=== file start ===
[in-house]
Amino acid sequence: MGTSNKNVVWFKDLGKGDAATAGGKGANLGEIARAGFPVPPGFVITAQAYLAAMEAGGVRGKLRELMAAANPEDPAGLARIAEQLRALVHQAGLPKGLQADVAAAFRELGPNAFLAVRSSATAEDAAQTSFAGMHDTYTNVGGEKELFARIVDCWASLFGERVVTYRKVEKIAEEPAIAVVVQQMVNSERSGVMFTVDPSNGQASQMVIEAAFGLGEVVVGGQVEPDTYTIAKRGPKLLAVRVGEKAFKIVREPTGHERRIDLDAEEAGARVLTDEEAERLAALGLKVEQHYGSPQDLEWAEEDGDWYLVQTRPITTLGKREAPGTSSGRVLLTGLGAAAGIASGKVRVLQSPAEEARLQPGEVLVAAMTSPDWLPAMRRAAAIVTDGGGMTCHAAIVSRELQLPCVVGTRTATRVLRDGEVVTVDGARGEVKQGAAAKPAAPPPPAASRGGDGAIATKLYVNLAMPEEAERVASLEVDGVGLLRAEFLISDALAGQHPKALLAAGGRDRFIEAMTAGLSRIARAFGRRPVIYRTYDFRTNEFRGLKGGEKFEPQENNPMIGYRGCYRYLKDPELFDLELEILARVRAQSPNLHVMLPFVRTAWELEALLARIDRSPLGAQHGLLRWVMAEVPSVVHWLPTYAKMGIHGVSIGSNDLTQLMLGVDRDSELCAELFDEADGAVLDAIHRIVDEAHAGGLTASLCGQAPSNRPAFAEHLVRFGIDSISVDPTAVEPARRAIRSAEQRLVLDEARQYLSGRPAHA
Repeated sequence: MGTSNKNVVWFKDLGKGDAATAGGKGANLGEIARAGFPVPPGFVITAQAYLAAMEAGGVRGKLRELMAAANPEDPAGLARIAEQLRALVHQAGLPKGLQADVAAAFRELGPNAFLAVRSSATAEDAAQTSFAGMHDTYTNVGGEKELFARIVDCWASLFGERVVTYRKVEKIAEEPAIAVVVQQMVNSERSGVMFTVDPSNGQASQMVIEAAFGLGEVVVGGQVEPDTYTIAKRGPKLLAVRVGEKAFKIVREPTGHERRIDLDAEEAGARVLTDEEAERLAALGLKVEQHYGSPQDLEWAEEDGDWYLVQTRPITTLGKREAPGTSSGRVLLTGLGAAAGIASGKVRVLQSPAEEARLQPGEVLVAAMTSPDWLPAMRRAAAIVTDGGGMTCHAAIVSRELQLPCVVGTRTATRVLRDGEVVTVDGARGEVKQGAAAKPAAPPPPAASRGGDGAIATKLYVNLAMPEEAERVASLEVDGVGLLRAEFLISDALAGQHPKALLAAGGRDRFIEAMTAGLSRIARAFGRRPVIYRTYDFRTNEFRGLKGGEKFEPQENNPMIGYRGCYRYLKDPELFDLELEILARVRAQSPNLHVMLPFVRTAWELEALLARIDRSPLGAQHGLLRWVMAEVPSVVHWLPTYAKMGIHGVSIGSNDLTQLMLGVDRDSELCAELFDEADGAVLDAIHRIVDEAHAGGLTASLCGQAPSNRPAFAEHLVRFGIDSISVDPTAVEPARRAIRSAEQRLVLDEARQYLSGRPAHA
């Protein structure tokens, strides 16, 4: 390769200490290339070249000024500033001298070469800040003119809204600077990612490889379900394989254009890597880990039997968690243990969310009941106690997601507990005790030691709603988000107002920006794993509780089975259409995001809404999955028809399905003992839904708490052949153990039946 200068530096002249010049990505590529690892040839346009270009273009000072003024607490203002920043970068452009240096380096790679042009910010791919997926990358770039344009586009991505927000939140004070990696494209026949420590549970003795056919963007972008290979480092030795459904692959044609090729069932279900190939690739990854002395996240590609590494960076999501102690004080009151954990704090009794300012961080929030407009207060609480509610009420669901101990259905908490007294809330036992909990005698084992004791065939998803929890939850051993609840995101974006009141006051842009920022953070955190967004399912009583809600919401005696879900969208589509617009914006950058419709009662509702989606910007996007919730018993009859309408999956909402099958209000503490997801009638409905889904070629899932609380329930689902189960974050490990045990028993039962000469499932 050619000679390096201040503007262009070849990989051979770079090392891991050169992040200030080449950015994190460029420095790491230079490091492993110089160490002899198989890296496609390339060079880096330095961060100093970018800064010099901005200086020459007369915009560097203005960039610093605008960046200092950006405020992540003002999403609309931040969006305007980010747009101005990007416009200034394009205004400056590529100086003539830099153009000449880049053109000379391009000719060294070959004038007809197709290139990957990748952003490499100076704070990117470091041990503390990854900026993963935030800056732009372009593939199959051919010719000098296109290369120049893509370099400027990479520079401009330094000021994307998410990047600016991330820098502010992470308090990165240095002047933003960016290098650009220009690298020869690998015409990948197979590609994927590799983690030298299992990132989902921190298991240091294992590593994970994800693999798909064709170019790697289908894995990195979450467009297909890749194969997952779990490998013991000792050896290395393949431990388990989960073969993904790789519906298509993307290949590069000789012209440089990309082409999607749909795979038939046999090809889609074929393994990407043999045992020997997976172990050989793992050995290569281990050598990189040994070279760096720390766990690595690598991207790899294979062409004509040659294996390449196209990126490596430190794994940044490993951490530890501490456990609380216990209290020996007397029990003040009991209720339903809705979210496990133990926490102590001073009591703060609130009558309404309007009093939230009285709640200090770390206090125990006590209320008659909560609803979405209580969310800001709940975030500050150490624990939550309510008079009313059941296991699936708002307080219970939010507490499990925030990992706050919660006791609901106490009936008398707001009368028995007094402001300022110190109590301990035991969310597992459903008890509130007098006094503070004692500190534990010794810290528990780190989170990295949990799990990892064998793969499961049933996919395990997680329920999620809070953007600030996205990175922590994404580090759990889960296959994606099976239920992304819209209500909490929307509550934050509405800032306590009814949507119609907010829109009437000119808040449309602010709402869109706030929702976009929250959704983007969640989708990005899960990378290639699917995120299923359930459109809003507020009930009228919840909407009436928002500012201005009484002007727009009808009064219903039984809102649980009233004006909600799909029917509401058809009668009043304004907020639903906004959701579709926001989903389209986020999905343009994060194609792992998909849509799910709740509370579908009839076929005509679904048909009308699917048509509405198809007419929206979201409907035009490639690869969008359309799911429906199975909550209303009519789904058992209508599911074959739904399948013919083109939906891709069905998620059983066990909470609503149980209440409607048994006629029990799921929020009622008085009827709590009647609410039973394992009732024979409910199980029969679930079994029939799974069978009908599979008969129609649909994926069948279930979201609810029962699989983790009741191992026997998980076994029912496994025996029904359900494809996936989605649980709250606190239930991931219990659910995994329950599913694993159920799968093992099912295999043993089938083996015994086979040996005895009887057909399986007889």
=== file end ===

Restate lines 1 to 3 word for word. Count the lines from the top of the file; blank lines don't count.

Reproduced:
[in-house]
Amino acid sequence: MGTSNKNVVWFKDLGKGDAATAGGKGANLGEIARAGFPVPPGFVITAQAYLAAMEAGGVRGKLRELMAAANPEDPAGLARIAEQLRALVHQAGLPKGLQADVAAAFRELGPNAFLAVRSSATAEDAAQTSFAGMHDTYTNVGGEKELFARIVDCWASLFGERVVTYRKVEKIAEEPAIAVVVQQMVNSERSGVMFTVDPSNGQASQMVIEAAFGLGEVVVGGQVEPDTYTIAKRGPKLLAVRVGEKAFKIVREPTGHERRIDLDAEEAGARVLTDEEAERLAALGLKVEQHYGSPQDLEWAEEDGDWYLVQTRPITTLGKREAPGTSSGRVLLTGLGAAAGIASGKVRVLQSPAEEARLQPGEVLVAAMTSPDWLPAMRRAAAIVTDGGGMTCHAAIVSRELQLPCVVGTRTATRVLRDGEVVTVDGARGEVKQGAAAKPAAPPPPAASRGGDGAIATKLYVNLAMPEEAERVASLEVDGVGLLRAEFLISDALAGQHPKALLAAGGRDRFIEAMTAGLSRIARAFGRRPVIYRTYDFRTNEFRGLKGGEKFEPQENNPMIGYRGCYRYLKDPELFDLELEILARVRAQSPNLHVMLPFVRTAWELEALLARIDRSPLGAQHGLLRWVMAEVPSVVHWLPTYAKMGIHGVSIGSNDLTQLMLGVDRDSELCAELFDEADGAVLDAIHRIVDEAHAGGLTASLCGQAPSNRPAFAEHLVRFGIDSISVDPTAVEPARRAIRSAEQRLVLDEARQYLSGRPAHA
Repeated sequence: MGTSNKNVVWFKDLGKGDAATAGGKGANLGEIARAGFPVPPGFVITAQAYLAAMEAGGVRGKLRELMAAANPEDPAGLARIAEQLRALVHQAGLPKGLQADVAAAFRELGPNAFLAVRSSATAEDAAQTSFAGMHDTYTNVGGEKELFARIVDCWASLFGERVVTYRKVEKIAEEPAIAVVVQQMVNSERSGVMFTVDPSNGQASQMVIEAAFGLGEVVVGGQVEPDTYTIAKRGPKLLAVRVGEKAFKIVREPTGHERRIDLDAEEAGARVLTDEEAERLAALGLKVEQHYGSPQDLEWAEEDGDWYLVQTRPITTLGKREAPGTSSGRVLLTGLGAAAGIASGKVRVLQSPAEEARLQPGEVLVAAMTSPDWLPAMRRAAAIVTDGGGMTCHAAIVSRELQLPCVVGTRTATRVLRDGEVVTVDGARGEVKQGAAAKPAAPPPPAASRGGDGAIATKLYVNLAMPEEAERVASLEVDGVGLLRAEFLISDALAGQHPKALLAAGGRDRFIEAMTAGLSRIARAFGRRPVIYRTYDFRTNEFRGLKGGEKFEPQENNPMIGYRGCYRYLKDPELFDLELEILARVRAQSPNLHVMLPFVRTAWELEALLARIDRSPLGAQHGLLRWVMAEVPSVVHWLPTYAKMGIHGVSIGSNDLTQLMLGVDRDSELCAELFDEADGAVLDAIHRIVDEAHAGGLTASLCGQAPSNRPAFAEHLVRFGIDSISVDPTAVEPARRAIRSAEQRLVLDEARQYLSGRPAHA